A - The only thing that's changed is it's been 40 years since I was in Vietnam. By doing that and knowing that those kids were the same age I was... those guys were flying C-130s, jets and stuff like that. They would land and when they landed at the airport they'd come over. I got to meet a four star General that was over in Baghdad! There was a two star General that took us around and showed us his palace and how they built it and some of the ways they found out they buried all those people. He was tryin' to show his enthusiasm 'cause we were over there to play for his troops. But the most popular thing for all of us is when we had tear pictures, they're pictures of the band. We're signing autographs and this man said "Man, my Grandpa heard that you all were goin' to be here. Get an autograph for me to." That was pretty cool, OK? But I also thought it was cool that these 21, 22 year olds were over there, flying us around in C-130s with our equipment in the back. We'd land, they'd come take the equipment off. Then we'd get out, take our helmets and put 'em up. Then we'd put regular old clothes on and get up there and play a show. Totally unbelievable. I'd been trying to do it for some time. It's unfortunate that a lot of people go over there, they play. It's giving back is what it does. One of the stories was: "My Mama made me listen to you since I was two years old." On Mother's Day (2011) is when we were over there. I happen to be in one of those places at the time they had a sandstorm. We couldn't play. The guy said "Yeah, it's Mother's Day and I just won Soldier Of The Month," or something like that. I don't recall. He come up to me and said "My Mom thinks you're the best band in the world. I hate it that I'm not gonna be able to hear you tonight." I said "Have you talked to your Mom today?" He said "No, I'm gettin' ready to go over." They got this little stack of phones that you can use, OK? There must've been six or seven of them over there in that tent. We went over there and we called his Mom. (laughs) Now, that's pretty heavy 'cause see, my Mom's gone. So I got to talk to his Mom. He started crying. I started crying. His Mama started hollering. You know, it was pretty cool.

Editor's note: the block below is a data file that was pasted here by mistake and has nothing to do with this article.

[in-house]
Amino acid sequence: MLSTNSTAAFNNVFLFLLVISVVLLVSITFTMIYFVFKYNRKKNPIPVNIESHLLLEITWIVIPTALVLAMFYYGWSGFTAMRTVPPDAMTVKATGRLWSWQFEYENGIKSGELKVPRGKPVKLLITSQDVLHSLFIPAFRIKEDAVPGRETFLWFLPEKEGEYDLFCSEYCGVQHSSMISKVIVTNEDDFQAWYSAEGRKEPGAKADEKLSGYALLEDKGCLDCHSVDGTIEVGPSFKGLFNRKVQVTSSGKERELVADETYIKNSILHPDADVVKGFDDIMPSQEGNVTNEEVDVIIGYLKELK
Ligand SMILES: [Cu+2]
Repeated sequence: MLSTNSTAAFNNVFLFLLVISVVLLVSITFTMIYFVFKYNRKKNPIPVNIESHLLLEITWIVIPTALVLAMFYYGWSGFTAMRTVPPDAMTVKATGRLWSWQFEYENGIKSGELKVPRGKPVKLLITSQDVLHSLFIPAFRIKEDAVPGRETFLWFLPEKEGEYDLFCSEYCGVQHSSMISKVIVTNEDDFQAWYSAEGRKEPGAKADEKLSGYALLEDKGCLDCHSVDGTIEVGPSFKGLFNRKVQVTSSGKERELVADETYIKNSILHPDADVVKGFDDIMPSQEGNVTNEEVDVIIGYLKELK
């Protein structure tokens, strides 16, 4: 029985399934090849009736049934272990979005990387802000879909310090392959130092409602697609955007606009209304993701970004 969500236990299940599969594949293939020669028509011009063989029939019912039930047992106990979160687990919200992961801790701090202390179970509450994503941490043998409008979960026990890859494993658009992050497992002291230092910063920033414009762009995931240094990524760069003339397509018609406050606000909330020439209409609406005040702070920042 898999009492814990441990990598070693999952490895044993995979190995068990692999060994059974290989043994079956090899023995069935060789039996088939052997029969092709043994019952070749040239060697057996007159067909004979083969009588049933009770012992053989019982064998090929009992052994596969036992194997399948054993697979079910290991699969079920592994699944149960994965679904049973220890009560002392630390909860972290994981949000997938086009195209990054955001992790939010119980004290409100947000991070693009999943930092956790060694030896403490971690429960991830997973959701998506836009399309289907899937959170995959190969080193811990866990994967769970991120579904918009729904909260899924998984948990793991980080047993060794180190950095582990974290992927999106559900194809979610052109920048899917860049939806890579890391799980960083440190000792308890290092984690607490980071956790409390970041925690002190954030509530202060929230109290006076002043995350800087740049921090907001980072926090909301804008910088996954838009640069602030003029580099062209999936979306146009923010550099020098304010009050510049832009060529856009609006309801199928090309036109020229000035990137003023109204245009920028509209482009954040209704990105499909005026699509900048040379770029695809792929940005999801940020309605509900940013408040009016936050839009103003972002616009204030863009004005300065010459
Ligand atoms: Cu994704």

Q - Did you place the call to this guy's mother and say "This is Doug Gray of Marshall Tucker"?

A - No. I let him do the talking. He said "Mom, I got somebody I'm standing here with that you might like." He said "Happy Mother's Day." I got to talk to her for about three to five minutes and then I gave the phone back to him and let him finish up.

Q - Marshall Tucker started in 1966. You got a record deal in 1972. So, it took you six years to get a deal?

A - No. See, I was in Vietnam in '68. Toy (Caldwell) was in Vietnam in 1967. When we came back, we both knew what we were gonna do and that was to give it one big shot and say to heck with it, if it didn't work. We'd been in bands eight or ten years prior to going into service. Both of us were back working, doing stuff about '69, '70. In 1970 we decided "let's practice every night." We did. We made sure to do it. Had this little warehouse and sure enough, we went down there and recorded about four songs, one of 'em being "Can't See You" and one being "Take The Highway". We recorded those in one place in Muscle Shoals and we were asked to come to Capricorn in Macon, Georgia and we did that. Then we went out on tour. We were gone the first four or five years for three hundred dates a year.

Q - How many dates a year are you working these days?

A - We're doing about a hundred and forty shows a year and have not been below one hundred in the last forty years.

Q - What type of venues?